During a webcast earlier this year, our partner Jim Moloney, who formerly worked in the SEC’s Office of Mergers & Acquisitions (“OM&A”), spoke with the current Chief of OM&A, Michele Anderson. On that webcast, Ms. Anderson acknowledged that “social media is here to stay,” noting that the Commission was “trying to find a way to make it work.” Following the webcast, the SEC’s Division of Corporation Finance (“Corp Fin”) posted a new round of Securities Act Compliance and Disclosure Interpretations (“C&DIs”) that approved hyperlinking to legends or required statements in satisfaction of the requirements of Rules 134, 165 and 433 in certain situations. Under three new interpretations, Corp Fin clarified that an electronic communication containing a hyperlink to a legend (or a required statement in the Rule 134 context) would be acceptable so long as:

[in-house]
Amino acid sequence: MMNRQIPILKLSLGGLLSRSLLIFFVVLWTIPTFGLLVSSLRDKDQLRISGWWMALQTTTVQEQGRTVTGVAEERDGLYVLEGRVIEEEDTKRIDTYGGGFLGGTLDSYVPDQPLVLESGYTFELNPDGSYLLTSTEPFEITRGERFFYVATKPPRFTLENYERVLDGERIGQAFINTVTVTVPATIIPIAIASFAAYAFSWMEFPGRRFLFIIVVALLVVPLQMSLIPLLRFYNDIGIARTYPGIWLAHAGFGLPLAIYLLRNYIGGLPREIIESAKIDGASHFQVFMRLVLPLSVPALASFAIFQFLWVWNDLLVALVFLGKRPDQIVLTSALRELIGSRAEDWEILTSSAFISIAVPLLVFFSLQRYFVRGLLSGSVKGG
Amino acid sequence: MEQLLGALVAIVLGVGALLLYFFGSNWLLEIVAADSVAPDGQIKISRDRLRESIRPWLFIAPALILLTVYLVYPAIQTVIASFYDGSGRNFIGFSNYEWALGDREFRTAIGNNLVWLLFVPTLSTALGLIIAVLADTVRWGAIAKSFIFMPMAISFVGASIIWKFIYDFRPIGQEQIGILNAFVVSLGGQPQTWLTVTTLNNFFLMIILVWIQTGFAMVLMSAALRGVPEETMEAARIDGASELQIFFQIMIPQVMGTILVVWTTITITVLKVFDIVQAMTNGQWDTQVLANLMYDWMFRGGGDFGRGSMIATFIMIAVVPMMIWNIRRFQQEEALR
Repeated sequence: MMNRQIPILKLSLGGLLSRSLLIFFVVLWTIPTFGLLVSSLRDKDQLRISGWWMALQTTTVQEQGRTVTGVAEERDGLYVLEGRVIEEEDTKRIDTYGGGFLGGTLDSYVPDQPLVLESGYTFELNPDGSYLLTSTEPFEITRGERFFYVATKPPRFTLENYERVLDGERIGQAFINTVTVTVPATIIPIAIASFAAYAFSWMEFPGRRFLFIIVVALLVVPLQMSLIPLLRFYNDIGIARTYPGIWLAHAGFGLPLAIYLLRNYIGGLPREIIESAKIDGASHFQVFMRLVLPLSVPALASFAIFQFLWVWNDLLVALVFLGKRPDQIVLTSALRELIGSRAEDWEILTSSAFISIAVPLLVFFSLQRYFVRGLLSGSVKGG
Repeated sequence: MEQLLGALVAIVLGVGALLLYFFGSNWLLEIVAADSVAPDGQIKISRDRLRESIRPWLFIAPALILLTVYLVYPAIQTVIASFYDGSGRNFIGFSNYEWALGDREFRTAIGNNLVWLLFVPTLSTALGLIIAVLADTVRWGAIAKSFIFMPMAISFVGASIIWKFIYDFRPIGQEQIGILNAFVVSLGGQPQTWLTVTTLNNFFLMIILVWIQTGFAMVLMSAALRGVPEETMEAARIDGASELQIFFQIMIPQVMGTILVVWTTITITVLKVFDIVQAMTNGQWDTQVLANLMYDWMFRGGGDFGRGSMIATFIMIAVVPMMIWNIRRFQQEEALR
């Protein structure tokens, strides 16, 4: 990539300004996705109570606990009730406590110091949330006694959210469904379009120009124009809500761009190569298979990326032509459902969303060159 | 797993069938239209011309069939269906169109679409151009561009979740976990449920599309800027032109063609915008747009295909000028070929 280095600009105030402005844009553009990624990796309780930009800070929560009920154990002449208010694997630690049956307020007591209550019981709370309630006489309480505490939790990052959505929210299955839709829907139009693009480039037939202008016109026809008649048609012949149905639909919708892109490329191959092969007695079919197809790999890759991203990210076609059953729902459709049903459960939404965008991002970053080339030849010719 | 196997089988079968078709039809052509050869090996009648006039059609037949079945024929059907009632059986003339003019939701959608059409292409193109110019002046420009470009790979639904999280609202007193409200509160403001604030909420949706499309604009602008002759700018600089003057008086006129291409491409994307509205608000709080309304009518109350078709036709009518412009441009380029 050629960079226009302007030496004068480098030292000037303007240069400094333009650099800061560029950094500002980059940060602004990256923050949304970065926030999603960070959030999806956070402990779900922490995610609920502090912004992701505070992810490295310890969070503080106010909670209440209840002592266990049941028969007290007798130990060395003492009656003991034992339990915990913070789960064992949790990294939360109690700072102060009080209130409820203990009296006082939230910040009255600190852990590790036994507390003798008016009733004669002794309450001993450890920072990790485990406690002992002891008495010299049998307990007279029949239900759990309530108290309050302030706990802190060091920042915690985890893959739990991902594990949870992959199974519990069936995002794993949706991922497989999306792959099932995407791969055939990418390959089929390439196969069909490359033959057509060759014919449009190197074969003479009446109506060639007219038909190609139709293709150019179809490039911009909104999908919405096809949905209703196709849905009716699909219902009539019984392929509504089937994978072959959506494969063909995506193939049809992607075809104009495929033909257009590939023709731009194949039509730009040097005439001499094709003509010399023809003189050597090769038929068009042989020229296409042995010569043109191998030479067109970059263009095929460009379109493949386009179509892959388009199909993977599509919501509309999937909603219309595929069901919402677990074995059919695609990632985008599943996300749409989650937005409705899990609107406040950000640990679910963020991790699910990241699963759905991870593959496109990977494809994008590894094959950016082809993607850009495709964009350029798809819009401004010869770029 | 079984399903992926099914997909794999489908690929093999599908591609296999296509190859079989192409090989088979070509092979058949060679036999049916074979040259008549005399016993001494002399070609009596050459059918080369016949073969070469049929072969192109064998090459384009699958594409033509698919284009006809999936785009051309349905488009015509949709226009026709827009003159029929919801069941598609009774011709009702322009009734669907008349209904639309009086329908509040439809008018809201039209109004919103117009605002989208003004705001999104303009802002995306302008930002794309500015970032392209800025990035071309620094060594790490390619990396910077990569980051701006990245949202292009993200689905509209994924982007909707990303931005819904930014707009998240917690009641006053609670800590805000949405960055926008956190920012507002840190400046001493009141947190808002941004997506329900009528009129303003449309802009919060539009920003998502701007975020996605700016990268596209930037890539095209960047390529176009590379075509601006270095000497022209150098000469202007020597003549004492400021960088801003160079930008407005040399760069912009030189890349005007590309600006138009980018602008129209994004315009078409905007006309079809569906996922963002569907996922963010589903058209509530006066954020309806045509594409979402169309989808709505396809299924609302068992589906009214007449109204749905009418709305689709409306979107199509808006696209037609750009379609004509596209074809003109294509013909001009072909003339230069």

(1) the electronic communication is spread using a platform that limits the number of characters allowed in the communication (such as Twitter);
(2) including the entire legend (or required statement in the Rule 134 context) would result in a communication that exceeds the platform’s character limit (such as Twitter’s 140 character limit); and
(3) the electronic communication contains a working hyperlink to the legend (or required statement in the Rule 134 context) along with language explaining that important or required information resides at the other end of the hyperlink.
(Question 110.01; Question 164.02; Question 232.15) The new guidance also makes clear that an issuer hyperlinking in satisfaction of the requirements under Rules 134 and 433 would not be liable for any re-transmission by a third party of the original electronic communication containing the hyperlink, so long as the third party is not participating in the offering or acting on the issuer’s behalf. (Question 110.02; Question 232.16) The new guidance, however, does not address uses of social media in other contexts such as earning...Read More